More than 500 students and educators celebrated the spirit of the upcoming Toronto 2015 Pan Am/Parapan Am Games on Wednesday, Feb. 25 with sports activities, cultural dances, and motivational speakers.
Hosted by the Toronto Catholic District School Board (TCDSB), the Pan Am Celebration Day also welcomed students from the Halton and Dufferin-Peel school boards to The Hangar at Downsview Park.
“We wanted the community building aspect of the Games,” said Greg Rogers, TCDSB co-ordinator of student leadership programs, who also sits on the Pan Am Games community outreach committee. “It’s a once in a lifetime experience.”
While the goal of the committee is to bring people to the Games, Rogers said it’s also to bring the Games to the people.
“That’s the purpose of today,” he noted, adding it’s also about celebrating both sports and multiculturalism. “And we wanted to make this day experiential.”
The student leaders and educators participated in activities throughout the day using resources from the Pan Am/Parapan Am Kids program, which included Fast Break Lacrosse to introduce lacrosse skills and Sitting Volleyball to give students the challenge of the parasport.
Kathleen Daniel, the TCDSB Pan Am Games representative and Grade 11 student from Notre Dame High School, said she hoped student leaders at the celebration day can bring back what they learned to their respective schools.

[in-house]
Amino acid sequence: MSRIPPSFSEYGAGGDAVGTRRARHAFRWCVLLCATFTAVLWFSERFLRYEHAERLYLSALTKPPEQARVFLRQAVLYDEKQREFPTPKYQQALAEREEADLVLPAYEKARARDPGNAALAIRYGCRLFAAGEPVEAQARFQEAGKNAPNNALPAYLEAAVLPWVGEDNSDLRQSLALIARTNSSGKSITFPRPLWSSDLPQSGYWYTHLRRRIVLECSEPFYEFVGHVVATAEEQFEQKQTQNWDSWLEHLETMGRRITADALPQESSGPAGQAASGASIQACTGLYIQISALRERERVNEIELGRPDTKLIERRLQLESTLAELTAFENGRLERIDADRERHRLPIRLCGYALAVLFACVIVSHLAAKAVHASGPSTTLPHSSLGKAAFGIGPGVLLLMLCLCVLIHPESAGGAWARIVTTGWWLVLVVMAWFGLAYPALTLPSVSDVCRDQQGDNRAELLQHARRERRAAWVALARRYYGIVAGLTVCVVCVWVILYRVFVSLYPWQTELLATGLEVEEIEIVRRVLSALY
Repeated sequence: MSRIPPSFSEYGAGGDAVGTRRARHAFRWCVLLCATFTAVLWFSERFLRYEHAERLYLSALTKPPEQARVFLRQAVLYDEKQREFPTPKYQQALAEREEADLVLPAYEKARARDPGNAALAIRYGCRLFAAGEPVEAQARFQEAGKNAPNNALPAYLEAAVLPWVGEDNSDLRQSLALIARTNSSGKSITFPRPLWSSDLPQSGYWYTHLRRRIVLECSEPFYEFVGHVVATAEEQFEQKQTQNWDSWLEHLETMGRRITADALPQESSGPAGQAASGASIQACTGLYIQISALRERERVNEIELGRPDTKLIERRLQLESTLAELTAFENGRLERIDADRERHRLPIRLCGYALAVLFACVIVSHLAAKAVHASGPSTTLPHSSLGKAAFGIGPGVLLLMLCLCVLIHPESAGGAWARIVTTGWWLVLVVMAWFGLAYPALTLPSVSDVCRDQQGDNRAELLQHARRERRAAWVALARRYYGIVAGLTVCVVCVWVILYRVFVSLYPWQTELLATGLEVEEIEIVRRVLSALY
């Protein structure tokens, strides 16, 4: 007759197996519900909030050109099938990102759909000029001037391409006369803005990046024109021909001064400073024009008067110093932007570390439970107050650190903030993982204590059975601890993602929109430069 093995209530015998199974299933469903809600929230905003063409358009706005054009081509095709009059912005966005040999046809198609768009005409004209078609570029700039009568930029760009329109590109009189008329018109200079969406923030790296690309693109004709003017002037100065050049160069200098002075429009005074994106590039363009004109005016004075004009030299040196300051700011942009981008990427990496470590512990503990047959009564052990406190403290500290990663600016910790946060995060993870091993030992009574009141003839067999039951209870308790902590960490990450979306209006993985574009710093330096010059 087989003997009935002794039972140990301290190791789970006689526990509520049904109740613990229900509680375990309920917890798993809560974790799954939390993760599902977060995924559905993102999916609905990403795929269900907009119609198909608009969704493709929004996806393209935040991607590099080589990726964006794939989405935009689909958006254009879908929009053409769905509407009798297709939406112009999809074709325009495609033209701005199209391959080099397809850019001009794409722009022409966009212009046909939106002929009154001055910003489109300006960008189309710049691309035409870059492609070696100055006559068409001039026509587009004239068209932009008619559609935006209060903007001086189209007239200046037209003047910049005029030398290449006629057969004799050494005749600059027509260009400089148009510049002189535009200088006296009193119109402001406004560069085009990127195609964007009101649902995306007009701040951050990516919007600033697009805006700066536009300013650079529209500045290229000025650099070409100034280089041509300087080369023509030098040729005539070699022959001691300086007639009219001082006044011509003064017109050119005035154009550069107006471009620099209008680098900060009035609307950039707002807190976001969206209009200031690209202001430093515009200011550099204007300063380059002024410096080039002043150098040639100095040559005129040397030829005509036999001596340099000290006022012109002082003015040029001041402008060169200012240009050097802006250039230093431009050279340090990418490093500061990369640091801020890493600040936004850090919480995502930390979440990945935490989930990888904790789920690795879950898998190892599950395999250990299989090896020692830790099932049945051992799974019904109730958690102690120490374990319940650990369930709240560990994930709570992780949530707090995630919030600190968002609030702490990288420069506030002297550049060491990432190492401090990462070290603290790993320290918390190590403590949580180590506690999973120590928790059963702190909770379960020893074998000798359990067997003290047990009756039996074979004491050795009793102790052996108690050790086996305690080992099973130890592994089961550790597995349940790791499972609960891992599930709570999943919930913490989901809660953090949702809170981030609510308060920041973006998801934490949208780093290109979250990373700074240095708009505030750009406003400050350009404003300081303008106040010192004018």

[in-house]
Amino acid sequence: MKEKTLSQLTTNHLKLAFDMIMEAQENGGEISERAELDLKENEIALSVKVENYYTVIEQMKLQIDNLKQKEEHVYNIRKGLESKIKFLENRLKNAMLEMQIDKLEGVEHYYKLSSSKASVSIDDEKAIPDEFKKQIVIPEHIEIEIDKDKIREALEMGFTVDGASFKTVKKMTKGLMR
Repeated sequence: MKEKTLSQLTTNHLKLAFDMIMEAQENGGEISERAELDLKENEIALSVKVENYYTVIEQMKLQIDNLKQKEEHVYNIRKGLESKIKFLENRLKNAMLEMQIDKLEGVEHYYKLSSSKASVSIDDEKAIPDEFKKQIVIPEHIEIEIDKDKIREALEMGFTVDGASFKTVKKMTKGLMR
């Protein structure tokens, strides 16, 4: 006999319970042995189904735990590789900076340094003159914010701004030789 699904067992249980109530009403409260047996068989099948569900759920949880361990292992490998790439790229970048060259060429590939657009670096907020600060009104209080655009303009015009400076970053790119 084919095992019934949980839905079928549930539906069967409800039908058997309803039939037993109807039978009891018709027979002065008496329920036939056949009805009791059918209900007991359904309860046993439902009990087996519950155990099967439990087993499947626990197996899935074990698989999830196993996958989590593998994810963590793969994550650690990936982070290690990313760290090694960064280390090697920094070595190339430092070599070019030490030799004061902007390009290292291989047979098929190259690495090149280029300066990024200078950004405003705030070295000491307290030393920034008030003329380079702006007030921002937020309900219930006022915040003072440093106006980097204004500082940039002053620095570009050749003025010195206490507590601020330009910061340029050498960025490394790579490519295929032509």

“This is a way to get them more involved,” added Hannah McGroarty, one of the two TCDSB student trustees who also attended and emceed the event, along with fellow Grade 12 student Christopher MacDonald.
“And it’s getting them to be inspired,” MacDonald said.
For inspiration, keynote speakers who were invited to address the students included 2012 Canadian Olympian boxer and Pan Am Games gold medallist Mary Spencer, Canadian paralympian swimmer Chelsey Gotell who’s won 12 Paralympic medals, and 2008 Canadian Olympian rhythmic gymnast Alexandra Orlando who’s also won three Pan Am Games gold medals.
“I didn’t know sports was going to come into my life and change it,” said Orlando, 28, recalling her story growing up when she first tried ballet but found her true natural talent was in gymnastics. “I made a choice to train a certain number of hours and a certain number of days and live a different life.”
But she added her love for the sport was more than just about winning.
“It was about the journey and the experience and the person it made me into today,” said Orlando, who has since retired from gymnastics but was excited to have the Pan Am Games in Toronto. “I’m Canadian and this is my hometown and we’re hosting the world.”